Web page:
- Make sure that the litter box isn’t near an appliance that makes noise or in an area of the house that your cat doesn’t frequent.
- If ambushing is a problem, try to create more than one exit from the litter box, so that if the “ambusher” is waiting by one area, your cat always has an escape route.
All animals develop preferences for a particular surface on which they like to eliminate. These preferences may be established early in life, but they may also change overnight for reasons that we don’t always understand.
Your cat may have a surface preference if:
- She consistently eliminates on a particular texture. For example, soft-textured surfaces, such as carpet, bedding or clothing, or slick-textured surfaces, such as tile, cement, bathtubs or sinks.
- She frequently scratches on this same texture after elimination, even if she eliminates in the litter box.
- She is or was previously an outdoor cat and prefers to eliminate on grass or soil.
What You Can Do:
- If your cat is eliminating on soft surfaces, try using a high quality, scoopable litter, and put a soft rug under the litter box.
- If your cat is eliminating on slick, smooth surfaces, try putting just a very thin layer of litter at one end of the box, leaving the other end bare, and put the box on a hard floor.
- If your cat has a history of being outdoors, add some soil or sod to the litter box.
- Make the area where she has been eliminating aversive to her by covering it with an upside down carpet runner or aluminum foil, or by placing citrus-scented cotton balls over the area (see our handout: “Aversives For Cats”).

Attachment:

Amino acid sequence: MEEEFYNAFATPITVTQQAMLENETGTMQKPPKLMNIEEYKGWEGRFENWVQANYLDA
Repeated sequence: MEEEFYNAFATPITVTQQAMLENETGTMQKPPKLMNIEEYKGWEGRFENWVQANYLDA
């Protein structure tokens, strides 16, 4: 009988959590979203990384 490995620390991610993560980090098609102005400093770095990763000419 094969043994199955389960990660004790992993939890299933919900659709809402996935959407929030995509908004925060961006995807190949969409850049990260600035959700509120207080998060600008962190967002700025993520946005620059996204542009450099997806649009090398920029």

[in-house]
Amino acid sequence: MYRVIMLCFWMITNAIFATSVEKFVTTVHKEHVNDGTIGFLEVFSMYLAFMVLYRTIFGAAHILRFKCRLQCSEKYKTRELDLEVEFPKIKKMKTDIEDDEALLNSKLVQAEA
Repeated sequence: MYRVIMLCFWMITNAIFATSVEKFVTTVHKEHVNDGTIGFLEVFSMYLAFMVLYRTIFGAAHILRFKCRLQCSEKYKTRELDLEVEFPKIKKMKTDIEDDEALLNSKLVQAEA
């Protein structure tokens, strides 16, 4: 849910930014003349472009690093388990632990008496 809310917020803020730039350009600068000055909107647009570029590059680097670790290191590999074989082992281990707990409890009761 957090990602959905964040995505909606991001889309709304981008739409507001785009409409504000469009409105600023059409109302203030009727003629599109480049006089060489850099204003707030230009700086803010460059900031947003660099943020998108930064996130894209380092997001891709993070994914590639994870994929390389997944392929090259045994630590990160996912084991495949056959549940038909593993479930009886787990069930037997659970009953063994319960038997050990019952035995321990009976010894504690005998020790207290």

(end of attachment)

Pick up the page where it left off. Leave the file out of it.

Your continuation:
Your cat may have a location preference if:
- She always eliminates in quiet, protected places, such as under a desk downstairs or in a closet.
- She eliminates in an area where the litter box was previously kept or where there are urine odors.
- She eliminates on a different level of the house from where the litter box is located.
What You Can Do:
- Put at least one litter box on every level of your house.
- Make the area where she has been eliminating aversive to her by covering it with upside down carpet runner or aluminum foil, or by placing citrus-scented cotton balls over the area (see our handout: “Aversives For Cats”)or
- Put a litter box in the location where your cat has been eliminating. When she has consistently used this box for at least one month, you may gradually move it to a more convenient location at a rate of an inch per day.
If you catch your cat in the act of eliminating in the house, do something to interrupt her like making a startling noise, but be careful not to scare her. Immediately take her to where the litter box is located and set her on the floor. If she wanders over to the litter box, wait and praise her after she eliminates in the box. If she takes off in another direction, she may want privacy, so watch from afar until she goes back to the litter box and eliminates, then praise her when she does.
Don’t ever punish your cat for eliminating outside of the litter box. If you find a soiled area, it’s too late to administer a correction. Do nothing but clean it up. Rubbing your cat’s nose in it, taking her to the spot and scolding her, or any other type of punishment, will only make her afraid of you or afraid to eliminate in your presence. Animals don’t understand punishment after the fact, even if it’s only seconds later. Punishment will do more harm than good.
Other Types of House Soiling Problems
Marking/Spraying | To determine if your cat is marking or spraying, please see our handout: “Territorial Marking In Dogs And Cats.”
Fears or Phobias | When animals become frightened, they may lose control of their bladder and/or bowels. If your cat is afraid of loud noises, strangers or other animals, she may house soil when she is exposed to these stimuli (see our handout: “The Fearful Cat”).